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Christmas in pioneer Indianapolis was a private and almost invisible holiday.
School children in pioneer Indiana enjoyed one holiday tradition that teachers will most likely be thankful they no longer have to endure.
In the autumn of 1834, ten-year-old Sarah Hawks and her family left New York's Finger Lakes area bound for northern Indiana. In 1905, she wrote her memoir.
Faced with limited local and regional markets for their grain and livestock, enterprising Indiana farmers shipped their products by flatboat to New Orleans.
"The backwoodsman loves freedom and equality above all else," the curmudgeonly émigré conceded,"and he will see them observed for friends and neighbors.”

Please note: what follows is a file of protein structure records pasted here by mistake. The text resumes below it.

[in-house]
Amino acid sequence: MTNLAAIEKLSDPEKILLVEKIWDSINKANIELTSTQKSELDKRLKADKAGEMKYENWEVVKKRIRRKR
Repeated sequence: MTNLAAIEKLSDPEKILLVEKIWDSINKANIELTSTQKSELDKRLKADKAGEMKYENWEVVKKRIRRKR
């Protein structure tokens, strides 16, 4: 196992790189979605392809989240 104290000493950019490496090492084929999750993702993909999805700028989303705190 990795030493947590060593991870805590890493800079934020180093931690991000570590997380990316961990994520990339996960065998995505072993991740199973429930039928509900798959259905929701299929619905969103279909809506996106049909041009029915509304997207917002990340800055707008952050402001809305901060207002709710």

Although mandated by Indiana's constitution, state-funded elementary education remained largely theoretical in Indiana for most of the nineteenth century.
A resurgence of interest in the Arts and Crafts movement in architecture and design has resulted in a renaissance, of sorts, for Indiana hickory furniture. Increasingly showcased in museum exhibitions and interior decorating schemes, the rustic pieces date to Indiana’s pioneer past.